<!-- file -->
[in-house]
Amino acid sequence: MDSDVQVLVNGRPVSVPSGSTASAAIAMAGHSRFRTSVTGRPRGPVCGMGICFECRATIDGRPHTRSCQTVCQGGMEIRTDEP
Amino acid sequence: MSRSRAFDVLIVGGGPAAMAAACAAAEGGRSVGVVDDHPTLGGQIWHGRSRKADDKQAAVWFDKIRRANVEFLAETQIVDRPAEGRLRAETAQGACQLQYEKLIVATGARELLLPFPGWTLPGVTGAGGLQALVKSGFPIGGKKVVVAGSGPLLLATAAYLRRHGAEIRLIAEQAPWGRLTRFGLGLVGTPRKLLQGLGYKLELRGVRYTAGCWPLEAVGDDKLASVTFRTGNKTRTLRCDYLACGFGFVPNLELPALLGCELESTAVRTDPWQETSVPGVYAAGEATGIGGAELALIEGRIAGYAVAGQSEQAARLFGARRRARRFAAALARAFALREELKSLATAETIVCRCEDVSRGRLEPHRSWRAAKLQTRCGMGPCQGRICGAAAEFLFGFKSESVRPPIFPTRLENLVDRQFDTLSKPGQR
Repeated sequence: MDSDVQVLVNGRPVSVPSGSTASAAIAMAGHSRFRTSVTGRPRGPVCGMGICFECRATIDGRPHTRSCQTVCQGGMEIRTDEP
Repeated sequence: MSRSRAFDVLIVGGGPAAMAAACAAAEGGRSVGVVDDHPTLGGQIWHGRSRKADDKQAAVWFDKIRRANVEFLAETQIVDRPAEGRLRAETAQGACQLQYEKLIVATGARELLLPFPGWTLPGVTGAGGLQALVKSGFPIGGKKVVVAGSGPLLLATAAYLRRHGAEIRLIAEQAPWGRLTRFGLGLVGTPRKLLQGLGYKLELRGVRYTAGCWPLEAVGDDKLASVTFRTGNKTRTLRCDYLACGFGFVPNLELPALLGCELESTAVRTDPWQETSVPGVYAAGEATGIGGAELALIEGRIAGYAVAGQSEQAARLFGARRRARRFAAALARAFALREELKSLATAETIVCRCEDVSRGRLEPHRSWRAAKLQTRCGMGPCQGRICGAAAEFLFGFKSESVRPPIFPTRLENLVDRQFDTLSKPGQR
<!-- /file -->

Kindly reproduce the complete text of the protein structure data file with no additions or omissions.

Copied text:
[in-house]
Amino acid sequence: MDSDVQVLVNGRPVSVPSGSTASAAIAMAGHSRFRTSVTGRPRGPVCGMGICFECRATIDGRPHTRSCQTVCQGGMEIRTDEP
Amino acid sequence: MSRSRAFDVLIVGGGPAAMAAACAAAEGGRSVGVVDDHPTLGGQIWHGRSRKADDKQAAVWFDKIRRANVEFLAETQIVDRPAEGRLRAETAQGACQLQYEKLIVATGARELLLPFPGWTLPGVTGAGGLQALVKSGFPIGGKKVVVAGSGPLLLATAAYLRRHGAEIRLIAEQAPWGRLTRFGLGLVGTPRKLLQGLGYKLELRGVRYTAGCWPLEAVGDDKLASVTFRTGNKTRTLRCDYLACGFGFVPNLELPALLGCELESTAVRTDPWQETSVPGVYAAGEATGIGGAELALIEGRIAGYAVAGQSEQAARLFGARRRARRFAAALARAFALREELKSLATAETIVCRCEDVSRGRLEPHRSWRAAKLQTRCGMGPCQGRICGAAAEFLFGFKSESVRPPIFPTRLENLVDRQFDTLSKPGQR
Repeated sequence: MDSDVQVLVNGRPVSVPSGSTASAAIAMAGHSRFRTSVTGRPRGPVCGMGICFECRATIDGRPHTRSCQTVCQGGMEIRTDEP
Repeated sequence: MSRSRAFDVLIVGGGPAAMAAACAAAEGGRSVGVVDDHPTLGGQIWHGRSRKADDKQAAVWFDKIRRANVEFLAETQIVDRPAEGRLRAETAQGACQLQYEKLIVATGARELLLPFPGWTLPGVTGAGGLQALVKSGFPIGGKKVVVAGSGPLLLATAAYLRRHGAEIRLIAEQAPWGRLTRFGLGLVGTPRKLLQGLGYKLELRGVRYTAGCWPLEAVGDDKLASVTFRTGNKTRTLRCDYLACGFGFVPNLELPALLGCELESTAVRTDPWQETSVPGVYAAGEATGIGGAELALIEGRIAGYAVAGQSEQAARLFGARRRARRFAAALARAFALREELKSLATAETIVCRCEDVSRGRLEPHRSWRAAKLQTRCGMGPCQGRICGAAAEFLFGFKSESVRPPIFPTRLENLVDRQFDTLSKPGQR